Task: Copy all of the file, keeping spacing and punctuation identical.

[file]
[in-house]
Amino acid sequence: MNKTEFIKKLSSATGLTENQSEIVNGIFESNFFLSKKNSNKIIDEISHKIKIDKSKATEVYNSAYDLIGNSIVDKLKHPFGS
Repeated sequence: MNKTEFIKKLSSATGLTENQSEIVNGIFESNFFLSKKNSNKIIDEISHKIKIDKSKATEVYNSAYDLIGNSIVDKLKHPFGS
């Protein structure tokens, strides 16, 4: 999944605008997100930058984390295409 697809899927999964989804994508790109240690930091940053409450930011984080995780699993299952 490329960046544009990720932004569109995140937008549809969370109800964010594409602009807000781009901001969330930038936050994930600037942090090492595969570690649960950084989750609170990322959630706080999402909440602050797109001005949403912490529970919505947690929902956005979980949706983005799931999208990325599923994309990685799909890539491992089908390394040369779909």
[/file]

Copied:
[in-house]
Amino acid sequence: MNKTEFIKKLSSATGLTENQSEIVNGIFESNFFLSKKNSNKIIDEISHKIKIDKSKATEVYNSAYDLIGNSIVDKLKHPFGS
Repeated sequence: MNKTEFIKKLSSATGLTENQSEIVNGIFESNFFLSKKNSNKIIDEISHKIKIDKSKATEVYNSAYDLIGNSIVDKLKHPFGS
């Protein structure tokens, strides 16, 4: 999944605008997100930058984390295409 697809899927999964989804994508790109240690930091940053409450930011984080995780699993299952 490329960046544009990720932004569109995140937008549809969370109800964010594409602009807000781009901001969330930038936050994930600037942090090492595969570690649960950084989750609170990322959630706080999402909440602050797109001005949403912490529970919505947690929902956005979980949706983005799931999208990325599923994309990685799909890539491992089908390394040369779909």